I feel a bit sheepish posting this so late, especially because the restaurant has since changed hands. But Mack encouraged me to do so anyway, as it does provide a snapshot of a great neighbourhood-based date. Plus, the restaurant has turned over to another independent company, so the bones of the evening are still very much a possibility.
At the end of July, Mack and I took the bus over to the picturesque neighbourhood of Highlands, the only community in Edmonton that we know of where you can have dinner followed by a carriage ride.
We started our evening at Highlands Kitchen (which has since become the location of Creole Envie). This was our first visit since its transformation from Culina Highlands, but we understood the menu preserved the Eastern European comforts that had been its hallmark.
We chose to sit outside on the charming patio, lined with herb planters and shielded from the bustle of 112 Avenue. For dinner, as has become custom for us, we decided to share several dishes, all of which we enjoyed.
Mack’s favourite was the bacon wrapped dates ($10), swayed as he was by the sweet-salty touchstones. My favourite were the pork crepes ($12), featuring tender pulled pork in a Saskatoon berry BBQ sauce.
Bacon wrapped dates
Pulled pork crepes
The quinoa salad ($12) was also noteworthy, as it became the inspiration for several subsequent salads of my own. I loved the different textures in every bite – from crispy chickpeas to sweet cranberries and crunchy seeds.
For dessert, a simple but delicious pound cake topped with berries and a scoop of Pinocchio ice cream. Perfect for two to share.
Eating it too
After dinner, we headed up the block to Mandolin Books to pick up our reserved tickets for the horse-drawn wagon ride with Anjl Horse & Carriage Company. Those who have frequented the Alberta Avenue and Highlands Farmers’ Markets might be familiar with the proprietor behind Anjl – Arie Jol is a resident of Highlands, and vends meat and eggs under the banner of Ma-Be Farms.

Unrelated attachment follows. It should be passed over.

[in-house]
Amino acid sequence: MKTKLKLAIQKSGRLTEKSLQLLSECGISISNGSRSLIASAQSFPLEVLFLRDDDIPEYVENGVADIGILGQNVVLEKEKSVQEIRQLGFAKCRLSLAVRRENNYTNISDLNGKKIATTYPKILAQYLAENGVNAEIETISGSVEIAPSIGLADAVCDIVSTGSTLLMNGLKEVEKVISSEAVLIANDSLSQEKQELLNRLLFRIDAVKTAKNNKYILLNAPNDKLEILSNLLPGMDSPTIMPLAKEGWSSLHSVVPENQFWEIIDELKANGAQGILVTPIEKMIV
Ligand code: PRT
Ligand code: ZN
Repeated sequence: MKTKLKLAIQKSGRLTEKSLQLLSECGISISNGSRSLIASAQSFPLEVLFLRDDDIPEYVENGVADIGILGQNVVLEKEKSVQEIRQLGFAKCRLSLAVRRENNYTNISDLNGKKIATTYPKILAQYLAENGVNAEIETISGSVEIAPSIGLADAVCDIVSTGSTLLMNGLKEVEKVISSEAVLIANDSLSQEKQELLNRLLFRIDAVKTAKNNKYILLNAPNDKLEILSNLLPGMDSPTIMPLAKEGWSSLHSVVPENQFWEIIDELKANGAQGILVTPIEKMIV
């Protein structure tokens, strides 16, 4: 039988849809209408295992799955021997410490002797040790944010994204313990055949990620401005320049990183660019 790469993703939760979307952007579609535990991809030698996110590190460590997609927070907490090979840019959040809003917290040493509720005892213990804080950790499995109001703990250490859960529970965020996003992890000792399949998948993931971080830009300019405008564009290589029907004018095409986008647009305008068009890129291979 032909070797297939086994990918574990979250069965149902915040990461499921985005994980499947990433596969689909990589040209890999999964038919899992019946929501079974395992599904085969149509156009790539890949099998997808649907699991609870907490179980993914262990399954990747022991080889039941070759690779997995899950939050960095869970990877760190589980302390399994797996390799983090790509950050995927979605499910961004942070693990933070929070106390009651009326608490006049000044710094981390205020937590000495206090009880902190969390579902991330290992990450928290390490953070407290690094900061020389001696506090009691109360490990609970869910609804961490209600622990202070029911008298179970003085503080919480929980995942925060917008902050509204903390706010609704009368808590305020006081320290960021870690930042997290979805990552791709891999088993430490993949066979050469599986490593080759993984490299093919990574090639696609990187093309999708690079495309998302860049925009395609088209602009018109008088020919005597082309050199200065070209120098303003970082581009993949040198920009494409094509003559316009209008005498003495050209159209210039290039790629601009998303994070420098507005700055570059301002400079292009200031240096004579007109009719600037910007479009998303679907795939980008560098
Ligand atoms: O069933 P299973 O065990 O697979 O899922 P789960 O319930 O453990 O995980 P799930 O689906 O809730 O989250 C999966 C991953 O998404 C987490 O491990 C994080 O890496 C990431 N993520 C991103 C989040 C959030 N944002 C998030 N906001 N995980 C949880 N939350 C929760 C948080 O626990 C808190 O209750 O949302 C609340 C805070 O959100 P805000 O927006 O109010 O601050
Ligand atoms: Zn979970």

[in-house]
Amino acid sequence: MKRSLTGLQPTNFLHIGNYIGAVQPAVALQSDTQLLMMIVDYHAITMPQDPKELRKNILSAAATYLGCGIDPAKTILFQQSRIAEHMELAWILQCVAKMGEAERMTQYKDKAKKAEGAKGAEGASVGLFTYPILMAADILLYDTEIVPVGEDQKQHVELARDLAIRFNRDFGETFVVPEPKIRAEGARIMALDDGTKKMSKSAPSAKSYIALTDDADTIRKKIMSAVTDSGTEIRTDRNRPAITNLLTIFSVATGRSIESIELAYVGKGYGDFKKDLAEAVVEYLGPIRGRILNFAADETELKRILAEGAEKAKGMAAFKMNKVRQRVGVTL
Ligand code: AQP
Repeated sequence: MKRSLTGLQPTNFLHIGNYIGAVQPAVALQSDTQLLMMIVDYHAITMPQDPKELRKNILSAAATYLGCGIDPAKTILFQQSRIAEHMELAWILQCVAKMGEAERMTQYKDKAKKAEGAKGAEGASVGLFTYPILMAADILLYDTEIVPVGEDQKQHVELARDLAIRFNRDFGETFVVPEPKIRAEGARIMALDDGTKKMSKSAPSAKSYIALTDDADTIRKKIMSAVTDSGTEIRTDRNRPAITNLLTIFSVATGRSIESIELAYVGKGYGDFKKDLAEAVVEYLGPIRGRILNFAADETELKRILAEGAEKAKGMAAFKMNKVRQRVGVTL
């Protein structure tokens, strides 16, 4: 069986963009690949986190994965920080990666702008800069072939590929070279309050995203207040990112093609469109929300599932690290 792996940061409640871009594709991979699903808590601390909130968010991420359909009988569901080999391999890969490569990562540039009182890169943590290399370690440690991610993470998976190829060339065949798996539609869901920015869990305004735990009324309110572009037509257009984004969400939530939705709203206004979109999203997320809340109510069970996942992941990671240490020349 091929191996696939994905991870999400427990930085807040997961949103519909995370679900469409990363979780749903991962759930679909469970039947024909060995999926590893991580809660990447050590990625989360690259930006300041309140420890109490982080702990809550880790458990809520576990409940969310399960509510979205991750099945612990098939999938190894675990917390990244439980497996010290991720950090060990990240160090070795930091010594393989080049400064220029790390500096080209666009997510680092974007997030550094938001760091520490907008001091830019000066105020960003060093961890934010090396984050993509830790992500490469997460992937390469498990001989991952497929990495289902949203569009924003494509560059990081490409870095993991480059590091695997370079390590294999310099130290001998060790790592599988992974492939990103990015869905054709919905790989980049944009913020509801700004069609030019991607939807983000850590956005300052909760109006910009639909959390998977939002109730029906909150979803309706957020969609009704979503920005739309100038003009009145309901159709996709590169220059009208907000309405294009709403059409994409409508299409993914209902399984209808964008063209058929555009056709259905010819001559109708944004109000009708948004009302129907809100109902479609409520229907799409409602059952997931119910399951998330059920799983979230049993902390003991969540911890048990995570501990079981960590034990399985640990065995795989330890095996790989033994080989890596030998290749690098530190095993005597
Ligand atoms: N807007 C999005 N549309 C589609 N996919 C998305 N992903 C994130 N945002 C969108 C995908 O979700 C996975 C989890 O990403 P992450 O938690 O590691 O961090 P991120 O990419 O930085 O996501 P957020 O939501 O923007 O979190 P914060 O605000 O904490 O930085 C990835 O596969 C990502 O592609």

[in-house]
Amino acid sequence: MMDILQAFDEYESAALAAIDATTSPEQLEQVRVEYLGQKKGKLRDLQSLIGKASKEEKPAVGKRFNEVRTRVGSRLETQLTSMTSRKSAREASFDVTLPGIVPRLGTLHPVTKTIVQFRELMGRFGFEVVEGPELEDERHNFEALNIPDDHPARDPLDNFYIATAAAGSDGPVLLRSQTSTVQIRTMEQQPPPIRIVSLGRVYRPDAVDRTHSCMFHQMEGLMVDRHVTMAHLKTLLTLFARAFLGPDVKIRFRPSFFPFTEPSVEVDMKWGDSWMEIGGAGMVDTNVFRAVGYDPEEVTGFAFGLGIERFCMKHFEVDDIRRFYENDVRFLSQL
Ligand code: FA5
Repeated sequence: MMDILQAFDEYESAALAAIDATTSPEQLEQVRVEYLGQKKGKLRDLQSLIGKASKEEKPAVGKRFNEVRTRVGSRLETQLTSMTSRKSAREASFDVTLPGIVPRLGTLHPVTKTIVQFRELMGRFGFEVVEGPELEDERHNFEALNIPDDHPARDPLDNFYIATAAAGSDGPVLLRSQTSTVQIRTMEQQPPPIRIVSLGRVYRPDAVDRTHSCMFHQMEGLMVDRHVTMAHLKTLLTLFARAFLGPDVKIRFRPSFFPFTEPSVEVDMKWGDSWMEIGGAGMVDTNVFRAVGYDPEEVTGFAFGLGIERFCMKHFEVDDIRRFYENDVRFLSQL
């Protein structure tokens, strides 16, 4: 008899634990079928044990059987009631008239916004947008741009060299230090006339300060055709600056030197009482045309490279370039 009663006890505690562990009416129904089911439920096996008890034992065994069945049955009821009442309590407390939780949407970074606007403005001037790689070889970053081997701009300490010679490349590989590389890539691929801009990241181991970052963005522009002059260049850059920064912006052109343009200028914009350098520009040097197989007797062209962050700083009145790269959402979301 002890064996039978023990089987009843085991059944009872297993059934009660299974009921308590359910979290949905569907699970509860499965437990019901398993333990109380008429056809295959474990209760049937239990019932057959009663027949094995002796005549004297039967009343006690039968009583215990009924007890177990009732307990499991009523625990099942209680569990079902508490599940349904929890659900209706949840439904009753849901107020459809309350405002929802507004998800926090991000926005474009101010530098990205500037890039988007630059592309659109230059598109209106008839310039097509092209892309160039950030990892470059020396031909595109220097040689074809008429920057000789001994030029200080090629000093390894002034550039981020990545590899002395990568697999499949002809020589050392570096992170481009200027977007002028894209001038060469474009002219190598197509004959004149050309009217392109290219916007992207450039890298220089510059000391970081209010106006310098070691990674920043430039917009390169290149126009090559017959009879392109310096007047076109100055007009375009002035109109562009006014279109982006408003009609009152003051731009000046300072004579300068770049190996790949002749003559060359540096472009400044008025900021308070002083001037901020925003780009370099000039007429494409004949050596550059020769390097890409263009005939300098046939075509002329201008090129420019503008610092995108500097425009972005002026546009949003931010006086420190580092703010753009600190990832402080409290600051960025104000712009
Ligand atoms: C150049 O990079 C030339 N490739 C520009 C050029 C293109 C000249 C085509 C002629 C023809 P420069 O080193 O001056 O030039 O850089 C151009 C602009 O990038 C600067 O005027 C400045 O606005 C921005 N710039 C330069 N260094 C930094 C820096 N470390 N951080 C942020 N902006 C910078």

The rides start from the bookstore on the last Friday of every month, approximately every half hour between 7-9pm. They take place year round, so long as the temperature holds above –15C. Our adult tickets were $10 (teens are $8, and seniors and children 12 and under are $5).
Anjl Horse & Carriage
The ride was a leisurely one, though perhaps not as educational as we would have hoped for. Arie isn’t a historian, but given he had been conducting these tours for some time, we thought he would have been able to answer more of our questions about the neighbourhood.
Sharing the road
Still, he did point out some neat features, such as plaques that had been put up on buildings in the area by the Highlands Historical Society, indicating the home’s original residents or business.
Plaque on Mandolin Books
As well, Arie made sure we were able to get a good look at the homes of Highlands’ founding fathers. One in particular, the Macgrath Mansion, is absolutely stunning.
That summer night, with the canopied streets in full bloom, Mack and I marvelled at how unique it was to be riding through the streets of Edmonton in a horse and carriage. Only in Highlands.